The testicular dysgenesis syndrome (TDS) hypothesis, which proposes that common reproductive disorders of newborn and adult human males may have a common fetal origin, is largely untested. We tested this hypothesis using a rat model involving gestational exposure to dibutyl phthalate (DBP), which suppresses testosterone production by the fetal testis. We evaluated if induction of TDS via testosterone suppression is restricted to the “masculinization programming window” (MPW), as indicated by reduction in anogenital distance (AGD). We show that DBP suppresses fetal testosterone equally during and after the MPW, but only DBP exposure in the MPW causes reduced AGD, focal testicular dysgenesis, and TDS disorders (cryptorchidism, hypospadias, reduced adult testis size, and compensated adult Leydig cell failure). Focal testicular dysgenesis, reduced size of adult male reproductive organs, and TDS disorders and their severity were all strongly associated with reduced AGD. We related our findings to human TDS cases by demonstrating similar focal dysgenetic changes in testes of men with preinvasive germ cell neoplasia (GCNIS) and in testes of DBP-MPW animals. If our results are translatable to humans, they suggest that identification of potential causes of human TDS disorders should focus on exposures during a human MPW equivalent, especially if negatively associated with offspring AGD.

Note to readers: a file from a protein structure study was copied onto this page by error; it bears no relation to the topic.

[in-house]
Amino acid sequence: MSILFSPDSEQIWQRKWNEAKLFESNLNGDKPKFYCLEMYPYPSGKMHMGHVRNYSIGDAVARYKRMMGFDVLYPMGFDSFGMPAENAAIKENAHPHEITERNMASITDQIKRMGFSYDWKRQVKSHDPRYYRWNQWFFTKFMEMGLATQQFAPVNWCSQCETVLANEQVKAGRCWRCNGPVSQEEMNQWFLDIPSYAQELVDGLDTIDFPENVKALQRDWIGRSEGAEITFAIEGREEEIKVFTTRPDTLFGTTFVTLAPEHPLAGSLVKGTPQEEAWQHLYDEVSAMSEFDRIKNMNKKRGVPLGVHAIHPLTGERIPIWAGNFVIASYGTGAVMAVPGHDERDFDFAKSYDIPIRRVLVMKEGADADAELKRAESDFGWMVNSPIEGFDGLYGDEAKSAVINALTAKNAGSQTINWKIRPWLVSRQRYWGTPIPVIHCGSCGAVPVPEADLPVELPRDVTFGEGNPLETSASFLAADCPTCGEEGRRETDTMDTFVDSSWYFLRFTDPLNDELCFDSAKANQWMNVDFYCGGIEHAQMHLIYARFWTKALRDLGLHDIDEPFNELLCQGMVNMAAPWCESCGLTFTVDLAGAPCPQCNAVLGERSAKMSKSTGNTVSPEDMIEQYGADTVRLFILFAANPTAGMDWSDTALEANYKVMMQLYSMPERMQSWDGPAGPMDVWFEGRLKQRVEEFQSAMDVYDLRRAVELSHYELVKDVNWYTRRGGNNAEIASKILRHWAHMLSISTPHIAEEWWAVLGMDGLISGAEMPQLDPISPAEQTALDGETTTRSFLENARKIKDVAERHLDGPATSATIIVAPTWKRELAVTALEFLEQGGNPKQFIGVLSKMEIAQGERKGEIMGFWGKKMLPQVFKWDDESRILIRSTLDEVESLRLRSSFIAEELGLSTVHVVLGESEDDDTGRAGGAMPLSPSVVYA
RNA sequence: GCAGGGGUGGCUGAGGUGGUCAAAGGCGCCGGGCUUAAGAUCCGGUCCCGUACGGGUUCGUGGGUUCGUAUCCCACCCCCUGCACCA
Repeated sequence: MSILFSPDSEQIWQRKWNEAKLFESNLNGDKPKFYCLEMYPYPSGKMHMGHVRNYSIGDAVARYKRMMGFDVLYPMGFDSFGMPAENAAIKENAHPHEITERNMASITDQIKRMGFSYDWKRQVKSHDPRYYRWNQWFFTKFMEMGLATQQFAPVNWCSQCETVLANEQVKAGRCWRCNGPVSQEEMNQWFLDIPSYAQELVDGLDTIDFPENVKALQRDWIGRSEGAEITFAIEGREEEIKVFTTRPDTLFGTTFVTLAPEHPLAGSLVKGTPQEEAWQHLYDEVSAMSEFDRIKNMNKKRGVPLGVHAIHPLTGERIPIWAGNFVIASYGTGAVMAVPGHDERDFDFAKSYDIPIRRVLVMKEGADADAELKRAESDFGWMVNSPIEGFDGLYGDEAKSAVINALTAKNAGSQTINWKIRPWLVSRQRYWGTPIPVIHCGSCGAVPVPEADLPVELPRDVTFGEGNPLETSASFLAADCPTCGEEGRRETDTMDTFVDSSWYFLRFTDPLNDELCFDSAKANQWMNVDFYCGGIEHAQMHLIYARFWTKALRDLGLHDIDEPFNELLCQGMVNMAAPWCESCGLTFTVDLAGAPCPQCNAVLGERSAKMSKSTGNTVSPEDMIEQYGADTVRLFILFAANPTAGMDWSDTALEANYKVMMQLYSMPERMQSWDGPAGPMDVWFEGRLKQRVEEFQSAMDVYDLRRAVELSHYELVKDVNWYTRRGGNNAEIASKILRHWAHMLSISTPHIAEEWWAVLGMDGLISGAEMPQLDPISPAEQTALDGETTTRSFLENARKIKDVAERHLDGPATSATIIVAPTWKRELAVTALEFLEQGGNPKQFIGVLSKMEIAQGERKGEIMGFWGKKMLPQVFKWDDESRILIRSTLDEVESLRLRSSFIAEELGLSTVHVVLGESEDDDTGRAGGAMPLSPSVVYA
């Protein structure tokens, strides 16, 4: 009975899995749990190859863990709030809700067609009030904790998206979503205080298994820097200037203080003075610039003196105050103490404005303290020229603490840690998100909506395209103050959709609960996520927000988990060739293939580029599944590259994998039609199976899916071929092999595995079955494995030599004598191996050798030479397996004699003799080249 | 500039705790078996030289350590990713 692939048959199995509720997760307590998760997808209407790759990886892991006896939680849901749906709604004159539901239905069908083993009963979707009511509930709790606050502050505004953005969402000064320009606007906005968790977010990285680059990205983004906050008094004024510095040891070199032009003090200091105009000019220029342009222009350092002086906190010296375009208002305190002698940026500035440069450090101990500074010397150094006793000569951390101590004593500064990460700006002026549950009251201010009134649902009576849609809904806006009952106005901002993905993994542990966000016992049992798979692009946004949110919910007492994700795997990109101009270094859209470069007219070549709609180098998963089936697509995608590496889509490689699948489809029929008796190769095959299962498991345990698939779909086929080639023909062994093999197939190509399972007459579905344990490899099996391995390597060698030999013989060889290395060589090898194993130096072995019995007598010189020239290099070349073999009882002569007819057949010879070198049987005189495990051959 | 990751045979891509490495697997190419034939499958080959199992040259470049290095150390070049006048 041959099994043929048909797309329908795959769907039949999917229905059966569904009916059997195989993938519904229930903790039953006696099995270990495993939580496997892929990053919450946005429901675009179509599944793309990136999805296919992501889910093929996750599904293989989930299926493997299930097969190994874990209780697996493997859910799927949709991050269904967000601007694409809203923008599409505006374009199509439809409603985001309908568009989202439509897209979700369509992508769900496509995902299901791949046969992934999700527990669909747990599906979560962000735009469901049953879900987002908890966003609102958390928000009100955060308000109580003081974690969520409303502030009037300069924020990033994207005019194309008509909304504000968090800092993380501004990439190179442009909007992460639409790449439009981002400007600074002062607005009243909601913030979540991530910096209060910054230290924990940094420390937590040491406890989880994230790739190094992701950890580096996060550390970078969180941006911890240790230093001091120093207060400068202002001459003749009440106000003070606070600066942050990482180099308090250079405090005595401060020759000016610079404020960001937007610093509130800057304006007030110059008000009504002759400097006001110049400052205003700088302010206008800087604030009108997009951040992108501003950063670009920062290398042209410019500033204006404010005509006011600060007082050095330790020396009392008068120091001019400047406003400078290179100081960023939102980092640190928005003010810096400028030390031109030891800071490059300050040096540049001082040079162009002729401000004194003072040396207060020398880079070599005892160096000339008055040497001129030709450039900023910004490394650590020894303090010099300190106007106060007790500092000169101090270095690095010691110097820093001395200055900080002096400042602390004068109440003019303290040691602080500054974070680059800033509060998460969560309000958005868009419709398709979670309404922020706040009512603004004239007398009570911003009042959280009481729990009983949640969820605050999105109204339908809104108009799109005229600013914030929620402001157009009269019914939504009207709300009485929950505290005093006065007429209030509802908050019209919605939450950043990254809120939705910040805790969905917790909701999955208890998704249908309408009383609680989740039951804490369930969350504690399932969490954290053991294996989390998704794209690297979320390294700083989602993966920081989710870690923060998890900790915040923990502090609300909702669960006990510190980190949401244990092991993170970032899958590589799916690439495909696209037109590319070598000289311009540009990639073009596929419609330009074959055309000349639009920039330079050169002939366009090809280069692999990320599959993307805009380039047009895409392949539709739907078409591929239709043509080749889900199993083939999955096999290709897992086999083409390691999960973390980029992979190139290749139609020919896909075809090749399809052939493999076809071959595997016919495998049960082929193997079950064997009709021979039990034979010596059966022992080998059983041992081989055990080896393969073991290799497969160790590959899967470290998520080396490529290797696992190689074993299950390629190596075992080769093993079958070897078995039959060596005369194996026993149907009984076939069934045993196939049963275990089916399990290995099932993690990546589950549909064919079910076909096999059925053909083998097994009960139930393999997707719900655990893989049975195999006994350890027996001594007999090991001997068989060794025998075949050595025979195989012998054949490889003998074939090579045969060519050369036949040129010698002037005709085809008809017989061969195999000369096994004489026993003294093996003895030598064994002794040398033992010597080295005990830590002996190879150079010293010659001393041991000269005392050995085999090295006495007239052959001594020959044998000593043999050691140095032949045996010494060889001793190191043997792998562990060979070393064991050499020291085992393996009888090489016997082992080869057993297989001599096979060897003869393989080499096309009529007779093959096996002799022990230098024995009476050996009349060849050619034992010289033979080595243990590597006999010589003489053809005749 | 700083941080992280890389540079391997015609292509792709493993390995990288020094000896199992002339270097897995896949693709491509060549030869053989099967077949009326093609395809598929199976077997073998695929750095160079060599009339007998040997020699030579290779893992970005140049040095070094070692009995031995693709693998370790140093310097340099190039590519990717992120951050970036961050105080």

Sander van den Driesche, Karen R. Kilcoyne, Ida Wagner, Diane Rebourcet, Ashley Boyle, Rod Mitchell, Chris McKinnell, Sheila Macpherson, Roland Donat, Chitranjan J. Shukla, Anne Jorgensen, Ewa Rajpert-De Meyts, Niels E. Skakkebaek, Richard M. Sharpe